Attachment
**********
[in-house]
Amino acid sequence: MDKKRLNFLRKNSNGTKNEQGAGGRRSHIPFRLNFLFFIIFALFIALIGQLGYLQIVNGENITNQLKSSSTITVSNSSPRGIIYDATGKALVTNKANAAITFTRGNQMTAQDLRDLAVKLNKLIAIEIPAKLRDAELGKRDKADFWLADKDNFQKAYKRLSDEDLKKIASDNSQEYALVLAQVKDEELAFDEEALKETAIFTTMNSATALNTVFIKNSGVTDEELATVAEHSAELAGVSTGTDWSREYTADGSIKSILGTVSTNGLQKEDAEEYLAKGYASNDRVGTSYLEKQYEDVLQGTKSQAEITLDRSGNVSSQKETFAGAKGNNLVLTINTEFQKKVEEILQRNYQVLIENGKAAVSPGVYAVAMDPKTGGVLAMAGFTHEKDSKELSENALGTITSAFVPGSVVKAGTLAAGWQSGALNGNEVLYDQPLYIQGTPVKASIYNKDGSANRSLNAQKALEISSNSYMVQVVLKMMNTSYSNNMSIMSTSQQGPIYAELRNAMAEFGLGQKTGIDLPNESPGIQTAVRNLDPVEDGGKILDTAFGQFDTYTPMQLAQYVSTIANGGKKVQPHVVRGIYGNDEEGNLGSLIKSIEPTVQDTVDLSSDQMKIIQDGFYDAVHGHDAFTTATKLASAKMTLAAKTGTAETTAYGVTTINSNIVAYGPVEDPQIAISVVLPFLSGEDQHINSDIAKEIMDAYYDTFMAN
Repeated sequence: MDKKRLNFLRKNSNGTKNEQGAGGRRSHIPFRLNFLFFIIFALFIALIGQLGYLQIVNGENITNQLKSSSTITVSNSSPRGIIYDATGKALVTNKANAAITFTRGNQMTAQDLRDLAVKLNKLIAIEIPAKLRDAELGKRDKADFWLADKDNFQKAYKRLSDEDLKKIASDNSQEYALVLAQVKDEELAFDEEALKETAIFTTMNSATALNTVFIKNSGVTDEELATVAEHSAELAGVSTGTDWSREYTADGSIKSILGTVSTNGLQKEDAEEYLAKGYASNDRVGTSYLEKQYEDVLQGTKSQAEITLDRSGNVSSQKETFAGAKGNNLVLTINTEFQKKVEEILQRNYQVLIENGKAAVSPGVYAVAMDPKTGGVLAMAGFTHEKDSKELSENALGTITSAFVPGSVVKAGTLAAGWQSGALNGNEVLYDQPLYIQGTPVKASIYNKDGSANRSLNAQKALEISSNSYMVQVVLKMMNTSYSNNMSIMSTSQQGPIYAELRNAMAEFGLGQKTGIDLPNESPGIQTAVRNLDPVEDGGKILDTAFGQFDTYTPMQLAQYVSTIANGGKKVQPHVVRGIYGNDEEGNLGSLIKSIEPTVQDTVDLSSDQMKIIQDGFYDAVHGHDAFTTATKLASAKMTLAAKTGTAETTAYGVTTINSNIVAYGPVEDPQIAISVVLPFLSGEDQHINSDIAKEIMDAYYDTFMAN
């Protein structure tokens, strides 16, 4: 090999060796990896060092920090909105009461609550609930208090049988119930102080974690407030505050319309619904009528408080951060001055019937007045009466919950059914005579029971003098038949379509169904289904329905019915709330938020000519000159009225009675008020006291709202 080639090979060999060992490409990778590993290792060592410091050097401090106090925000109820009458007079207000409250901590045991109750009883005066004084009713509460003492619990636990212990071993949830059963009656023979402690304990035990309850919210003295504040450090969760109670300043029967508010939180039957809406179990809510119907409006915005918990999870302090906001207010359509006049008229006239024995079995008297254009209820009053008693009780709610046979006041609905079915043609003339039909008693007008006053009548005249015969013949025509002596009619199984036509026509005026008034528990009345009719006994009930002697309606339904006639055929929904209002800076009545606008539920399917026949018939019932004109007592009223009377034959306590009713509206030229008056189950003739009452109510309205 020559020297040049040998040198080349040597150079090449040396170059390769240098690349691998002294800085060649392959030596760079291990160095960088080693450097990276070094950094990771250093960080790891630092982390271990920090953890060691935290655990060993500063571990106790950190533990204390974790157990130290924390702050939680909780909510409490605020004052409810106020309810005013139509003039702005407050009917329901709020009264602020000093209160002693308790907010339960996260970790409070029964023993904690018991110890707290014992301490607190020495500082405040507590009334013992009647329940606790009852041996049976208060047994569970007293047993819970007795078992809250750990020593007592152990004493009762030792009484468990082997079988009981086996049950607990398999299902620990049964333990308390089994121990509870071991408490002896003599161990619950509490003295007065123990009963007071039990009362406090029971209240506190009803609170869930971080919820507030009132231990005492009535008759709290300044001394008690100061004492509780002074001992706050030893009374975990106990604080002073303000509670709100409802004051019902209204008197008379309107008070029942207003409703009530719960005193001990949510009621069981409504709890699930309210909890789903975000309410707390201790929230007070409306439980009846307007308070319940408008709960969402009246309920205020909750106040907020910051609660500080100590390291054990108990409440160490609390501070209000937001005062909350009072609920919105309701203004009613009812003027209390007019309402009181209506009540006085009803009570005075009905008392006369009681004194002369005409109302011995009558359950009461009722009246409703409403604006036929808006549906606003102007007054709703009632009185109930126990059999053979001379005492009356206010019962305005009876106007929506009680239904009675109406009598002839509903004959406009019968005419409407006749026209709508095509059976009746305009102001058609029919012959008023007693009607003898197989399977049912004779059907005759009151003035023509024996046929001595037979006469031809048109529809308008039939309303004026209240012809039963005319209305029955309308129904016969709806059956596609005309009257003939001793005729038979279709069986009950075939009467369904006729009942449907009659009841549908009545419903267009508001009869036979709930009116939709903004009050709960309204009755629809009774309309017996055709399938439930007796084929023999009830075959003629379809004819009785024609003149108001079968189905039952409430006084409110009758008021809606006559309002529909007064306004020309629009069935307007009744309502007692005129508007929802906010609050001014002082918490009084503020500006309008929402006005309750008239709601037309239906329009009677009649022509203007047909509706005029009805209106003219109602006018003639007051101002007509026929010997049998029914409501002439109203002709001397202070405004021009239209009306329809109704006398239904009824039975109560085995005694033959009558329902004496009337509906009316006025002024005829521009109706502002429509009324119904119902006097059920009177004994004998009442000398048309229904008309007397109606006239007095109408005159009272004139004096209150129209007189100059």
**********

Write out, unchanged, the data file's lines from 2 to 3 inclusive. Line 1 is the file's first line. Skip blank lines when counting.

Amino acid sequence: MDKKRLNFLRKNSNGTKNEQGAGGRRSHIPFRLNFLFFIIFALFIALIGQLGYLQIVNGENITNQLKSSSTITVSNSSPRGIIYDATGKALVTNKANAAITFTRGNQMTAQDLRDLAVKLNKLIAIEIPAKLRDAELGKRDKADFWLADKDNFQKAYKRLSDEDLKKIASDNSQEYALVLAQVKDEELAFDEEALKETAIFTTMNSATALNTVFIKNSGVTDEELATVAEHSAELAGVSTGTDWSREYTADGSIKSILGTVSTNGLQKEDAEEYLAKGYASNDRVGTSYLEKQYEDVLQGTKSQAEITLDRSGNVSSQKETFAGAKGNNLVLTINTEFQKKVEEILQRNYQVLIENGKAAVSPGVYAVAMDPKTGGVLAMAGFTHEKDSKELSENALGTITSAFVPGSVVKAGTLAAGWQSGALNGNEVLYDQPLYIQGTPVKASIYNKDGSANRSLNAQKALEISSNSYMVQVVLKMMNTSYSNNMSIMSTSQQGPIYAELRNAMAEFGLGQKTGIDLPNESPGIQTAVRNLDPVEDGGKILDTAFGQFDTYTPMQLAQYVSTIANGGKKVQPHVVRGIYGNDEEGNLGSLIKSIEPTVQDTVDLSSDQMKIIQDGFYDAVHGHDAFTTATKLASAKMTLAAKTGTAETTAYGVTTINSNIVAYGPVEDPQIAISVVLPFLSGEDQHINSDIAKEIMDAYYDTFMAN
Repeated sequence: MDKKRLNFLRKNSNGTKNEQGAGGRRSHIPFRLNFLFFIIFALFIALIGQLGYLQIVNGENITNQLKSSSTITVSNSSPRGIIYDATGKALVTNKANAAITFTRGNQMTAQDLRDLAVKLNKLIAIEIPAKLRDAELGKRDKADFWLADKDNFQKAYKRLSDEDLKKIASDNSQEYALVLAQVKDEELAFDEEALKETAIFTTMNSATALNTVFIKNSGVTDEELATVAEHSAELAGVSTGTDWSREYTADGSIKSILGTVSTNGLQKEDAEEYLAKGYASNDRVGTSYLEKQYEDVLQGTKSQAEITLDRSGNVSSQKETFAGAKGNNLVLTINTEFQKKVEEILQRNYQVLIENGKAAVSPGVYAVAMDPKTGGVLAMAGFTHEKDSKELSENALGTITSAFVPGSVVKAGTLAAGWQSGALNGNEVLYDQPLYIQGTPVKASIYNKDGSANRSLNAQKALEISSNSYMVQVVLKMMNTSYSNNMSIMSTSQQGPIYAELRNAMAEFGLGQKTGIDLPNESPGIQTAVRNLDPVEDGGKILDTAFGQFDTYTPMQLAQYVSTIANGGKKVQPHVVRGIYGNDEEGNLGSLIKSIEPTVQDTVDLSSDQMKIIQDGFYDAVHGHDAFTTATKLASAKMTLAAKTGTAETTAYGVTTINSNIVAYGPVEDPQIAISVVLPFLSGEDQHINSDIAKEIMDAYYDTFMAN